Christian

Christian

Posted at 9:05 pm (U.S. Eastern) 5/11/2009

Clarification: In the first large paragraph I should have said something like "Did Jesus die for only the credulous or did he die for all?" To use a bit of Lutheranism, we ought to be wary of making salvation dependent upon something we ourselves have to do. You can find a passage in the New Testament to support nearly any position on salvation that you wish, but the overarching theme throughout is the invincible love of a God who desires salvation for all. If that weren't the case, Jesus' sacrifice would be for naught.

And, by the way, I thank you for your concern because I know it's genuine.

AJ

AJ

Posted at 7:55 am (U.S. Eastern) 5/12/2009

This board sounds like typical Americanized Christianity. 

Christian...what do you belive in?

I Believe in God the Father Almighty, CREATOR of HEAVEN AND EARTH.

I Believe in Jesus Christ, God's only son our Lord, who was conceived by the power of the Holy Spirit and born of the Virgin Mary, HE suffered under Pontius Pilate was crucified, died and was buried; He descended into Hell and on the 3rd day He arose, He ascended into Heaven  and is seated at the Right Hand of the Father, and HE will come again to judge the living and the dead.

I Believe in the Holy Spirit, the Holy Christian Church, the Communion of Saints, the Forgiveness of Sins, the Resurection of the Body and the Life Everlasting. AMEN

I believe that God is all knowing, all present, all powerful and all true.  The historical accuracy of scripture is unparalled by any secular account of ancient history.  But regardless if you agree with me...how can you justify yourself; for all have sinned and come short of the glory of God.  Jesus is the atonement for MINE and YOUR sins, but if you refuse to accept God's Grace and have no Faith in Christ you are not saved.  Jesus did die for all of humanity, but humanity must be willing to accept HIm.  If God let anyone and everyone into Heaven, HE would be unjust and our foundation of Grace alone through Faith alone would be for naught.  As for not believing in Satan as an individual...I can tell you are not a scholar of the Bible, so I will suggest you read the Book of Job...see what a true follower of God looks like and study how the devil HIMSELF will try to steal your Faith.  But nevertheless I don't see how a born again Christian can have any doubts of God or His Word.  I pray for the peace and understanding of God Almighty to be with you.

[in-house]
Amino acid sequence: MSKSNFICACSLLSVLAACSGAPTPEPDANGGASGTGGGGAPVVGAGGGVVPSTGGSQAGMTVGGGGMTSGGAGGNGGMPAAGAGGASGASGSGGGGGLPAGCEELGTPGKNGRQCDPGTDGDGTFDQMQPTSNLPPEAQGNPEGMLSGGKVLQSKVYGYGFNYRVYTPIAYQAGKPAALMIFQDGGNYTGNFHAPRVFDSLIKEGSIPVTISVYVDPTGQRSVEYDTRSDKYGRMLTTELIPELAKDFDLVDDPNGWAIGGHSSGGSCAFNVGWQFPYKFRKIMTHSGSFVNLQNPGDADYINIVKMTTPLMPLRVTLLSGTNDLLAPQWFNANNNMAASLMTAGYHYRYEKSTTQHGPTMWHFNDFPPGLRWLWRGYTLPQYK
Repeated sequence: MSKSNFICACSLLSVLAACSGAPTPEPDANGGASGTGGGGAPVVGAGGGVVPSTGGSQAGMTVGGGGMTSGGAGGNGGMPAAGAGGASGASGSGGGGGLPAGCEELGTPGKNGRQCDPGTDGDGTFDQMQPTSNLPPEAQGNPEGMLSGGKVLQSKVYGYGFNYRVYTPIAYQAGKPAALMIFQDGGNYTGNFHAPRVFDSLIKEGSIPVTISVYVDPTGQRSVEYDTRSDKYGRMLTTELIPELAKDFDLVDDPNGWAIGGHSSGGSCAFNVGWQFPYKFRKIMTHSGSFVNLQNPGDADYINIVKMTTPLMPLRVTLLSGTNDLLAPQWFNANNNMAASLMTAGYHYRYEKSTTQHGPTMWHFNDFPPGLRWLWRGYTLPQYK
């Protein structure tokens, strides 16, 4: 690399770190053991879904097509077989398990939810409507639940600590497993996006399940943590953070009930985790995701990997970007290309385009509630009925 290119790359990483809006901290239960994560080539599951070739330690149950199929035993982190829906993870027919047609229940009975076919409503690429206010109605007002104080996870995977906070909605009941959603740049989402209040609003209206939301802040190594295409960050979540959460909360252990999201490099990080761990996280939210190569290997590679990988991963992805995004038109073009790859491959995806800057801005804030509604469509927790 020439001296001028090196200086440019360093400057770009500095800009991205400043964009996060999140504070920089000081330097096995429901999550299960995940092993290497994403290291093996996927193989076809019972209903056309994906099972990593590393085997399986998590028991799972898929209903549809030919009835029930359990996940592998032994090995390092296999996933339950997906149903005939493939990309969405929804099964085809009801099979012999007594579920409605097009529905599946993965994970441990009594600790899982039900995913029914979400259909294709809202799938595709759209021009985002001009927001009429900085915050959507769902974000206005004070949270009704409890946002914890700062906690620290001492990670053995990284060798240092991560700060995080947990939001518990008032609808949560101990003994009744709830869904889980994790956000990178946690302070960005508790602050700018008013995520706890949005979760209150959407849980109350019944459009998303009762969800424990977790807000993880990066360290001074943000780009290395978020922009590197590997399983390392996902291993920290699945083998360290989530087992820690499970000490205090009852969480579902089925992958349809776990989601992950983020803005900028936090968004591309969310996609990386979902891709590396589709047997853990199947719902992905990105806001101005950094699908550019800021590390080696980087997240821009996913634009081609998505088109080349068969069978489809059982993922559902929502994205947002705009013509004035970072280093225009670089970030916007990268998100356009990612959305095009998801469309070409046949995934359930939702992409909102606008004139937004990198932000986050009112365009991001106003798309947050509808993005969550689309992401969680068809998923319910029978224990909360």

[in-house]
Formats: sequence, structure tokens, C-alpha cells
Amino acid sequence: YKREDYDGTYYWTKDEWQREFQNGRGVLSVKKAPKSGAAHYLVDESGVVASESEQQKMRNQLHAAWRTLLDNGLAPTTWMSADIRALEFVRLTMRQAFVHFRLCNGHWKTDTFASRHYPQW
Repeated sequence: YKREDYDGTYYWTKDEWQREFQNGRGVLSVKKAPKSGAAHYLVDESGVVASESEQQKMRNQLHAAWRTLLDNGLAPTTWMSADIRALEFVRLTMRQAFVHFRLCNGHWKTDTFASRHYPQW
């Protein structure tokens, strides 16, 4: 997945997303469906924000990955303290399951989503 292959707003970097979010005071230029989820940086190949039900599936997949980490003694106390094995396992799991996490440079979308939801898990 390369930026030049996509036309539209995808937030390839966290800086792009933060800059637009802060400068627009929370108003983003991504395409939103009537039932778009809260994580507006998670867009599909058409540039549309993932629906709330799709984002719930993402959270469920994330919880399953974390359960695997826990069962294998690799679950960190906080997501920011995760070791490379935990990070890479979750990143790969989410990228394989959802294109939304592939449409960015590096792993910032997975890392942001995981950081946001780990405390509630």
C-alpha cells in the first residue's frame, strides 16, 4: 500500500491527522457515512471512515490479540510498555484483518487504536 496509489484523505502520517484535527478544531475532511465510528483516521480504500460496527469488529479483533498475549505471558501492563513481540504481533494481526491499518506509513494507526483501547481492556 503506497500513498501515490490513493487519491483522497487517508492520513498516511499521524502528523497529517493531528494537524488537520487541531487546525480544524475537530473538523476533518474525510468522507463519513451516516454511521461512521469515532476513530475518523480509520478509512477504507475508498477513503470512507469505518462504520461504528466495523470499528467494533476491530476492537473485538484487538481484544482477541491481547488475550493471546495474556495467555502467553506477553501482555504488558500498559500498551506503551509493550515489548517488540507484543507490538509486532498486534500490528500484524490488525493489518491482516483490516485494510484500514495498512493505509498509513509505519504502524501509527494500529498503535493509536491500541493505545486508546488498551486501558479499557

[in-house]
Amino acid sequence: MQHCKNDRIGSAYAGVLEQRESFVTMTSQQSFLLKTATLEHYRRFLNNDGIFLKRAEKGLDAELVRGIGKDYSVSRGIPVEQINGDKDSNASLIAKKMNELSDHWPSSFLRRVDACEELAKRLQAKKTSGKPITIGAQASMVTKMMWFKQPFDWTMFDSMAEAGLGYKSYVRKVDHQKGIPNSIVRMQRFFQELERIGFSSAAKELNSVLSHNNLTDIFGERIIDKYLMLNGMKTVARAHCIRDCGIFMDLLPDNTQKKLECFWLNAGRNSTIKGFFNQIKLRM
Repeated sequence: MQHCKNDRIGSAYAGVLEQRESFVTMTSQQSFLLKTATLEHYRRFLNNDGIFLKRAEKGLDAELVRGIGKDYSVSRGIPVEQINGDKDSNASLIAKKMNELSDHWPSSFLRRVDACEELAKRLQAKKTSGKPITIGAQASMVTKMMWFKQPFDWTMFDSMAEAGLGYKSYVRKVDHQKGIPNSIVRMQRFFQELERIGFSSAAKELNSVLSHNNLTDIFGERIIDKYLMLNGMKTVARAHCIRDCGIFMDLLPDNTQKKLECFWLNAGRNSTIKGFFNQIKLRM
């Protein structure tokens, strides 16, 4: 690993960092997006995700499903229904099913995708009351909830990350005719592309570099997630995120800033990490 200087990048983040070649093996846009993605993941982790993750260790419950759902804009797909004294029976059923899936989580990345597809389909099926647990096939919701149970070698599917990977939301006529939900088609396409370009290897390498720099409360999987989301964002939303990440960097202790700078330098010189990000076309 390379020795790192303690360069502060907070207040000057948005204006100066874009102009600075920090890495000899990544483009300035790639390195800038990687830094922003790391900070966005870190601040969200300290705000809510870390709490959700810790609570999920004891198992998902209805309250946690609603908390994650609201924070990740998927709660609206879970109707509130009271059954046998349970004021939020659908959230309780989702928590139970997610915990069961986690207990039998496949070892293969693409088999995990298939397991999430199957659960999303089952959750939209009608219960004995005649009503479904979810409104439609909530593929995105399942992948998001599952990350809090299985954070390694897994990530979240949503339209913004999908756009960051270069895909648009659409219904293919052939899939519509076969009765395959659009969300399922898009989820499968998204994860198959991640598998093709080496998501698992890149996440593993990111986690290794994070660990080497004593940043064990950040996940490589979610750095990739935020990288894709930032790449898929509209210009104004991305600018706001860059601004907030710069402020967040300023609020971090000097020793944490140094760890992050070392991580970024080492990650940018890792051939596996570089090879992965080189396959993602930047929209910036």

Christian

Christian

Posted at 9:16 am (U.S. Eastern) 5/12/2009

AJ-

I too can recite the Apostles' Creed (and I understand the difference between big-C Catholic and small-c catholic, so I don't need to substitute "Christian"), and I affirm its historical importance in our faith, but that doesn't mean that there's any reason to say that Christianity froze when it was written. Just as in the Bible, our faith grows and changes when new information becomes available.

What do I believe? I believe what can be reasonably concluded from the evidence at hand. Your assertion that the historical accuracy of the Bible is unparalleled is completely unfounded. There is no geological evidence for a worldwide flood (which is acknowledged in the new Lutheran Study Bible, incidentally), the fossil record appears as one would expect if species evolved gradually over time, not as it would appear if the species had been created individually all at once, and there's little evidence outside the Bible to support the Hebrews' slavery in Egypt, let alone the destruction of the most powerful army in the region in the Red Sea. Known sources outside the Bible are completely silent on that event, which would have reverberated across the Near East. The Old Testament is the honest account of the ancient Hebrews' oral tradition; it is not a flawless account of history. A mature faith deals with that reality rather than dismissing just it because it's not what you learned in Sunday School.

I'm quite familiar with Job. It's a frequently profound parable.  There is no reason to treat it as historical fact.

Your idea of justice is bizarre. For one, it leaves no room for mercy. If that doesn't fly right in the face of the Gospels I don't know what does. Secondly, it allows millions of people who, though no fault of their own, happened not to be exposed to or given sufficient reason to believe in a particular shibboleth to be tormented eternally because a capriciously jealous tyrant couldn't be bothered to ensure otherwise. That can't be reconciled with the reading from 1 John in the lectionary this past week. If this childish tribal deity who deceives his followers and breaks his toys when he gets frustrated is the God you wish to believe in, that's your right. Don't pretend that it's either self-evident or supported by reasonable standards of Scriptural, historical, or scientific evidence.